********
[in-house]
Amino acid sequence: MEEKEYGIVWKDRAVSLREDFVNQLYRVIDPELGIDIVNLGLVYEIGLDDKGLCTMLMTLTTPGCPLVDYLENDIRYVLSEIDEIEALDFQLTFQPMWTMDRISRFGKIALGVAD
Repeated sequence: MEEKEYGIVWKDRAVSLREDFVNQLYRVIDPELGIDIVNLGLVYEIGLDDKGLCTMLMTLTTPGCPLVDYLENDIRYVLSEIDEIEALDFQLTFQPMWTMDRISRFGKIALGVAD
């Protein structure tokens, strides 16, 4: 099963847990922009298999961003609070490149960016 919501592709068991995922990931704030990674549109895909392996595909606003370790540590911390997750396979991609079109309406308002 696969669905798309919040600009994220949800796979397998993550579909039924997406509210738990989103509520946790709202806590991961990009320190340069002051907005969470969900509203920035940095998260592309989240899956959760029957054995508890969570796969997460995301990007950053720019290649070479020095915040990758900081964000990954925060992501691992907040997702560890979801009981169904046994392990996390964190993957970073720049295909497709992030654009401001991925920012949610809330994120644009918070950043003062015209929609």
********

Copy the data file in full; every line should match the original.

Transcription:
[in-house]
Amino acid sequence: MEEKEYGIVWKDRAVSLREDFVNQLYRVIDPELGIDIVNLGLVYEIGLDDKGLCTMLMTLTTPGCPLVDYLENDIRYVLSEIDEIEALDFQLTFQPMWTMDRISRFGKIALGVAD
Repeated sequence: MEEKEYGIVWKDRAVSLREDFVNQLYRVIDPELGIDIVNLGLVYEIGLDDKGLCTMLMTLTTPGCPLVDYLENDIRYVLSEIDEIEALDFQLTFQPMWTMDRISRFGKIALGVAD
């Protein structure tokens, strides 16, 4: 099963847990922009298999961003609070490149960016 919501592709068991995922990931704030990674549109895909392996595909606003370790540590911390997750396979991609079109309406308002 696969669905798309919040600009994220949800796979397998993550579909039924997406509210738990989103509520946790709202806590991961990009320190340069002051907005969470969900509203920035940095998260592309989240899956959760029957054995508890969570796969997460995301990007950053720019290649070479020095915040990758900081964000990954925060992501691992907040997702560890979801009981169904046994392990996390964190993957970073720049295909497709992030654009401001991925920012949610809330994120644009918070950043003062015209929609």